I catch a tube from Clapham Common at about 8.15 to go to Guy’s Hospital for dental treatment. Remarkably I am able to get on the first tube, but I have almost no space. But I do have enough space to look at my phone, and I read one of the daily pieces I’m sent from Writers’ Almanac. It always starts with a poem, as every day should, and it’s William Blake’s poem about London.
I wander thro’ each charter’d street,
Near where the charter’d Thames does flow.
And mark in every face I meet
Marks of weakness, marks of woe.
In every cry of every Man,
In every Infants cry of fear,
In every voice: in every ban,
The mind-forg’d manacles I hear
How the Chimney-sweepers cry
Every blackning Church appalls,
And the hapless Soldiers sigh
Runs in blood down Palace walls
But most thro’ midnight streets I hear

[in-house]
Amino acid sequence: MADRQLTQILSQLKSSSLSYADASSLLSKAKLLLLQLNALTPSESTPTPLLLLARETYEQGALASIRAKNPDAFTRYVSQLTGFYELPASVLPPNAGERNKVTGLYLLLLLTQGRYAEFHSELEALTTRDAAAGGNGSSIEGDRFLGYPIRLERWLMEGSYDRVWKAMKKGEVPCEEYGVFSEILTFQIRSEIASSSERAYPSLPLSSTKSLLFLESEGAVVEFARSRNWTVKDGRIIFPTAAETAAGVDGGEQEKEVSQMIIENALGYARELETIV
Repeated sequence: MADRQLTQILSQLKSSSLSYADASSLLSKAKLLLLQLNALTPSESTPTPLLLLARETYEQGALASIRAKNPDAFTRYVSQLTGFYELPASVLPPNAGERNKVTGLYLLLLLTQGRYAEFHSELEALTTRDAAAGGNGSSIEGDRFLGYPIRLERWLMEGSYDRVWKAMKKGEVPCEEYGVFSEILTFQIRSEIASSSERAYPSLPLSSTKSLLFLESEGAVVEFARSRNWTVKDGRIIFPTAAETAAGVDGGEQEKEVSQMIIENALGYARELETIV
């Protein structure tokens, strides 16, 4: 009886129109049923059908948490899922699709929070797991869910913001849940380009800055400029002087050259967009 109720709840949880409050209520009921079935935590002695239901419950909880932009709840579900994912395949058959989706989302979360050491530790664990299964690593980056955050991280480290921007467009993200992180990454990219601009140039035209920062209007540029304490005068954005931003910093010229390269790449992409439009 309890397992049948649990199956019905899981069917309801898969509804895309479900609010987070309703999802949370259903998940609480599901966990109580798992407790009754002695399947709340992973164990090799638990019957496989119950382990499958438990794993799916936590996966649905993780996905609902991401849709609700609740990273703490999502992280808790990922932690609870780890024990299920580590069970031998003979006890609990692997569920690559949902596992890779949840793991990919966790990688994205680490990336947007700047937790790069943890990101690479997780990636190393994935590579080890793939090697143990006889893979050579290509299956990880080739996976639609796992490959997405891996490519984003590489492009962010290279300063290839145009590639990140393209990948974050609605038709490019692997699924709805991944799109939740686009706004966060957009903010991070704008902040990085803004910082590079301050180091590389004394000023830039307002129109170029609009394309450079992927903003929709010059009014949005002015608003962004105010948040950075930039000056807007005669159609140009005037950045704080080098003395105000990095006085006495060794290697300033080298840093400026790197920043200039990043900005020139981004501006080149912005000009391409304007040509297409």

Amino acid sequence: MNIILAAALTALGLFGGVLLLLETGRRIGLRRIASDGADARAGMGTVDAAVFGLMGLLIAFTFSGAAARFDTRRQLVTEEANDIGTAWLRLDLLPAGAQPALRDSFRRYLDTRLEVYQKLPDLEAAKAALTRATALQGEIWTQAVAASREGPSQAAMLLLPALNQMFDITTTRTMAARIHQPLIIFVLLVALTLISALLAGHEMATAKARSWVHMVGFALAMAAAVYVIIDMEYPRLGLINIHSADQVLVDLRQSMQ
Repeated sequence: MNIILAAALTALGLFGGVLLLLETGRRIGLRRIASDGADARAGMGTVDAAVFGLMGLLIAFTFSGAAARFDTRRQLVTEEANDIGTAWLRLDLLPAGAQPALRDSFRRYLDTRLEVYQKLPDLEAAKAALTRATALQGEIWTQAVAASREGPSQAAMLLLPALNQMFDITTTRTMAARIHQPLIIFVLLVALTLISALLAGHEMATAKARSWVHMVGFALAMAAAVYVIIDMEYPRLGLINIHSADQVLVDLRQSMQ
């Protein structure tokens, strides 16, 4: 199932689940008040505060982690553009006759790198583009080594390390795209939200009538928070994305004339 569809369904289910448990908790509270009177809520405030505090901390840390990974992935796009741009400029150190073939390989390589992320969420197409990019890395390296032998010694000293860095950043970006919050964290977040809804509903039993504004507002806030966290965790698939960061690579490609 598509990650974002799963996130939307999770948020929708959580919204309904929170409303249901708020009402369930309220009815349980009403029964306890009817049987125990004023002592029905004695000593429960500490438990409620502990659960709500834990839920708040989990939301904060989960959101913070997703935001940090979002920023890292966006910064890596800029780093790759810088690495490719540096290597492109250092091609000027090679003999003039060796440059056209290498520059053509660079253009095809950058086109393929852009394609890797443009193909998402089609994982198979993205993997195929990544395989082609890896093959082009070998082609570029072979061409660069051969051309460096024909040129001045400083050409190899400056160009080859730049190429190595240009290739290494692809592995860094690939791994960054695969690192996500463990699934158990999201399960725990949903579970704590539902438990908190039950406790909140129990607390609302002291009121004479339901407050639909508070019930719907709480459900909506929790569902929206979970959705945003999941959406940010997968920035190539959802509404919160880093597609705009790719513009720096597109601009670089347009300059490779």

How the youthful Harlots curse
Blasts the new-born Infants tear
And blights with plagues the Marriage hearse
“Marks of weakness, marks of woe” are still to be seen on London faces. I see them on this tube. I wonder what exactly are “mind-forg’d manacles,” but I think I know: Blake was perhaps one of those rare people who didn’t have them, living his highly creative life according to his own principles. The blights that plague the Marriage hearse are presumably syphilis, and goodness what a phrase is “Marriage hearse”?
I reflect on stumbling across Blake’s grave in Bunhill Fields in the City, the graveyard of the dissidents. Daniel Defoe is buried there as well.
The next piece in Writers’ Alamanac is about the London Blitz, probably explaining their selection of Blake’s poem.